“I’ve got a better idea,” Erwin replied, and in one smooth motion he reached over and plucked the bottle of whiskey from the bundle’s hands, jumping back quickly to avoid a swiping punch that followed. For being a half-bottle of whiskey down, the bundle was quick as hell. Fortunately, they were also a good foot shorter than Erwin. He held the whiskey above his head, and took a long look at the creature that the bundle had transformed into. Shaggy, limp black hair fell around their face and into their grey eyes, which were so pale as to be almost clear. Their skin was almost ashen, except the redness of their nose and cheeks, which would have been almost comical if it hadn’t been indicative of too much alcohol and freezing temperatures. They were wearing a threadbare coat, or something that had once been a coat, ripped countless times, and sewn back together with meticulous care. Their jeans were in about the same condition, and their feet had on a pair of sneakers that certainly weren’t fit for the snow.

 

What struck Erwin most, however, was how tiny they were. Slender, short, and fine-boned, they looked as though they would be tiny now matter how much they had to eat. Somehow, despite this, they weren’t at all diminutive. Perhaps it was the snarl.

 

“Old man, I’m going to say this once. Give it. The fuck. Back to me.”

 

“What’s your name?”

 

“Are you seriously going to-...”

 

“What’s your name?”

 

“I can promise you that even pretty boys bleed red.”

 

“What. Is. Your. Name?”

 

They stared at one another for a moment, Erwin with a fairly serene smile, the little supposed burglar with murder in his eyes.

 

“Come on,” Erwin coaxed, smiling, nodding his head toward the whiskey. “I’m not asking for much.”

 

A violent shiver went through them, then, and Erwin could see them clench their teeth together to keep them from chattering. “Fine! My name is Levi. Give me my god damn whiskey and get the hell out of here. If I’d known you were going to be such a fucking pain in my ass I would have kept your damn twenty. At least now I feel like I’ve fucking earned it.”

 

Erwin’s smile broadened a bit, and he nodded. “Levi,” he said, rolling the name around in his mouth. “Lovely name.”

 

“Yeah, shove it up your ass. Give me back my whiskey.”

 

“Come with me.”

 

Levi stared at him, eyes still bloodshot but slowly sobering up. His brow creased as he asked, “Why, you some kind of pervert?”

 

“At times,” Erwin replied, “But not the kind that hurts others. Not without their permission.”

 

“Then what the fuck?”

 

“You’re drunk and freezing, it’s snowing outside and it’s Christmas Eve. I have family coming tomorrow...you can stay and eat with us, or you can leave before they arrive. And I promise you’ll get a shower, bed and room to yourself with a lock on the door.”

 

“You still haven’t told me why.”

 

“Because you’re beautiful, and interesting, and I want to know you better, but I would be fine just knowing that you didn’t freeze to death on Christmas Eve.”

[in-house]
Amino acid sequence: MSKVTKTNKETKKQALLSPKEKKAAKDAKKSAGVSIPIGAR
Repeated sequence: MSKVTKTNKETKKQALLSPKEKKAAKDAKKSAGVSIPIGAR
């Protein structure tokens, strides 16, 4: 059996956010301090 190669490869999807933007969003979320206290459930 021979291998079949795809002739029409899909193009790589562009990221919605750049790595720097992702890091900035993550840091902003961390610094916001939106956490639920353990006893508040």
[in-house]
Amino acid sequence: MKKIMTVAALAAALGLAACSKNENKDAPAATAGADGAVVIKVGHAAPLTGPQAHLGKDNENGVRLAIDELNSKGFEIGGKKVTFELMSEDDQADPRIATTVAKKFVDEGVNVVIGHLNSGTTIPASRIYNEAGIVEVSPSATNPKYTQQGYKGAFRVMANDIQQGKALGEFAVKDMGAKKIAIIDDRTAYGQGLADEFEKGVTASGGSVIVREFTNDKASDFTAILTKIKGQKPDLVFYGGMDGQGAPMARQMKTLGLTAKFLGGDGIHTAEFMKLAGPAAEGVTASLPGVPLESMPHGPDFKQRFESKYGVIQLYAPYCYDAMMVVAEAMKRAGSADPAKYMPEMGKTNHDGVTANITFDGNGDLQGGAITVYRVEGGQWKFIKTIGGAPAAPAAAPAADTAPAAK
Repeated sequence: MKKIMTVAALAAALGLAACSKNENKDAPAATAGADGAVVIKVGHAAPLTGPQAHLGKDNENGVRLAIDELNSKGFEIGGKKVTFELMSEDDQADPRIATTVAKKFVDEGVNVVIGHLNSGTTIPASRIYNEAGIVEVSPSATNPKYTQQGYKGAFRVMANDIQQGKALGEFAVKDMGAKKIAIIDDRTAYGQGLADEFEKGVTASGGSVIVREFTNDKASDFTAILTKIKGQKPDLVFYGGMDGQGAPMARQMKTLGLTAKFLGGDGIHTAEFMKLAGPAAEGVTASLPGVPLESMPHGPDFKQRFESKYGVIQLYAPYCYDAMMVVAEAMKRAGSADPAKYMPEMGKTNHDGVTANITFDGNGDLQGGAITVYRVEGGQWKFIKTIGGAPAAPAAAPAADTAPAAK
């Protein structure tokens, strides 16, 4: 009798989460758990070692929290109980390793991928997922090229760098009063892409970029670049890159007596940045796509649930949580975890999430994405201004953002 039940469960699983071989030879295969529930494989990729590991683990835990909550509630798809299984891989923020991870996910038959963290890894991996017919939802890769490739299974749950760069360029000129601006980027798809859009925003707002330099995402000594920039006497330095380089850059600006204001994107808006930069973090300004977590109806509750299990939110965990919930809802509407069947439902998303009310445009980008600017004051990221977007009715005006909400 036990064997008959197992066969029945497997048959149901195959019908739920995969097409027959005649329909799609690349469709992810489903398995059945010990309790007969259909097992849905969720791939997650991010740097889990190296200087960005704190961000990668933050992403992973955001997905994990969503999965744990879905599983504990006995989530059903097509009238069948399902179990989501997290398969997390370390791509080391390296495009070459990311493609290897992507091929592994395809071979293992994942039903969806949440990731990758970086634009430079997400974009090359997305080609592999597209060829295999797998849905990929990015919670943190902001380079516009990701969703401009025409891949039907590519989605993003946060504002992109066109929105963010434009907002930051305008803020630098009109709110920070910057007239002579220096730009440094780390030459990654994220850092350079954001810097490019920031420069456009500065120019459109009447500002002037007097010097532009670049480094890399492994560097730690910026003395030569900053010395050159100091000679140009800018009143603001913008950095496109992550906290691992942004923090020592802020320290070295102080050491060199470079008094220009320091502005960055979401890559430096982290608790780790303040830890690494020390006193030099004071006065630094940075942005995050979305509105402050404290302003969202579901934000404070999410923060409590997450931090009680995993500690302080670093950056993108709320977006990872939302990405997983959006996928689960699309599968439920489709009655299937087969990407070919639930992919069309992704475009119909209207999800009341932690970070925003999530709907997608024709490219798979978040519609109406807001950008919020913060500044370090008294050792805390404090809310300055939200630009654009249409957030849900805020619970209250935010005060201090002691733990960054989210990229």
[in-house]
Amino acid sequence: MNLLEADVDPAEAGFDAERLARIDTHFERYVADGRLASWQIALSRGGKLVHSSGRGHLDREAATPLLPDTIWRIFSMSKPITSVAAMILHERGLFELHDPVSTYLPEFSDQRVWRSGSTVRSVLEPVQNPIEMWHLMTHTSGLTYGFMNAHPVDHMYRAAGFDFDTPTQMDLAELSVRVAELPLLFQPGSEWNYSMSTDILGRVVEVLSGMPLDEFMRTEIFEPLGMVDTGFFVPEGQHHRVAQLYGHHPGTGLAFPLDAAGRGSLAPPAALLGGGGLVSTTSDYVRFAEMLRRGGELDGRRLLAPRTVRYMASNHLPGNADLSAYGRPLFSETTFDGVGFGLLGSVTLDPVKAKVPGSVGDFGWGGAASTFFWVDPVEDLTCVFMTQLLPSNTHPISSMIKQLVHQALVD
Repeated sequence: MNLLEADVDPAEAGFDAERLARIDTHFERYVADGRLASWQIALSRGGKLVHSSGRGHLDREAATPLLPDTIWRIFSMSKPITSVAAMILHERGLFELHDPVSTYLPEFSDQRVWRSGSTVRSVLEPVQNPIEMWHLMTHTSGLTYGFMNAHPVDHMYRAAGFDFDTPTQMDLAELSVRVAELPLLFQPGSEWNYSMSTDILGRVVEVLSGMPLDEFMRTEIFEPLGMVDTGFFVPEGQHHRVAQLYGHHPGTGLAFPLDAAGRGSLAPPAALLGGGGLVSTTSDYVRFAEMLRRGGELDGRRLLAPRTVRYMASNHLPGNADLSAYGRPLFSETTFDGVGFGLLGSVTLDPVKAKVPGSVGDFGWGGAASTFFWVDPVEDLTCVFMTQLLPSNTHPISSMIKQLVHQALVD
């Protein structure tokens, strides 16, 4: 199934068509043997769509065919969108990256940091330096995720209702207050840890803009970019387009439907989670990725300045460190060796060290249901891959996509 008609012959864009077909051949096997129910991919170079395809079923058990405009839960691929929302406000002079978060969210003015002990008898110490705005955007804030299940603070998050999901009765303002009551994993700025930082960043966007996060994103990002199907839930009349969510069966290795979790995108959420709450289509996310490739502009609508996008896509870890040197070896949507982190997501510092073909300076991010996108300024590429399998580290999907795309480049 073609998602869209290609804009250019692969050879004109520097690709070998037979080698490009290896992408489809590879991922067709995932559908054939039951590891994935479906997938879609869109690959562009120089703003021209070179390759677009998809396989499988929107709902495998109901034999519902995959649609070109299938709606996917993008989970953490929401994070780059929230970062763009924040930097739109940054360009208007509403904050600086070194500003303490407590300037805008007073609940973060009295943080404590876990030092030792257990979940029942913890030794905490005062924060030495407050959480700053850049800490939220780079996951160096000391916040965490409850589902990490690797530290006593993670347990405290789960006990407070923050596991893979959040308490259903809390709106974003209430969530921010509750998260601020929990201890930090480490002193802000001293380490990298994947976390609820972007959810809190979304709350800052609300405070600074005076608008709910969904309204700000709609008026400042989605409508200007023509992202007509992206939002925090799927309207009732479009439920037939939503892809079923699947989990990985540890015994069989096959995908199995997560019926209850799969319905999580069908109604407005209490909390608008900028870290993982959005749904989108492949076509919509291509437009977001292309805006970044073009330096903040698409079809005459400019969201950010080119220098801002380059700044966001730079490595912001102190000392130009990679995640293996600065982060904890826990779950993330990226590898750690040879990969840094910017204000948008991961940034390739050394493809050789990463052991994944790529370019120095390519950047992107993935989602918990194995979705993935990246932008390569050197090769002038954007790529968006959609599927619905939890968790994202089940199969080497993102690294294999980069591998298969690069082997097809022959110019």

They stared at one another then, and Erwin could feel Levi searching his eyes, his face, his expression for some hint as to what he was doing and why, for some clear indication that his words were genuine. For his part, Erwin had been disarmingly honest, which had shocked even him. The accuracy of his reasoning for wanting to save Levi was thus that even he hadn’t truly known until he’d said it outloud. He looked down at him with clear blue eyes, waiting in silence as the snow fell around them, and the occasional car drove slowly by.

 

Finally, it was Levi who broke the silence.

 

“I bet you got a nice liquor cabinet, huh.”

 

“I do. I’ll be up half the night cooking side dishes for tomorrow, if you’d like to keep me company I’ll be glad to let you loose on it.”

 

“And what if I rob you blind?”

 

“I have insurance,” he replied with a shrug. “A few fancy knick knacks are hardly worth you freezing to death.”

 

“You’re so fucking weird.”

 

Levi stared a moment longer, but his decision was made, Erwin could see it in his eyes. Finally, he turned and made toward his blankets, but Erwin spoke before he could gather them up. “Leave them. You wont need them anymore.” To his surprise, Levi did leave them, just grabbed a backpack that Erwin hadn’t seen until now and shrugged it on his bony shoulders.

 

“Alright old man. I hope that fancy-ass car of yours has heated seats.”

 

“It does,” Erwin replied with a smile. He felt more than slightly triumphant and strangely...well, strangely at ease.

 

As they climbed into the car, Erwin pressed the button to start the ignition, and turned to steal one last glance at this lovely creature he’d managed to catch. He knew he couldn’t assume Levi would stick around beyond this night, but something...something told him that he would. They would have to see.

 

Levi flicked on the radio and Erwin heard the familiar strains of “The First Noel.” He saw those long pale fingers reach out to change the station, but he caught them in his own. “Leave it,” he said softly, smiling at Levi.

 

“Whatever,” Levi replied, and Erwin could swear he smiled back.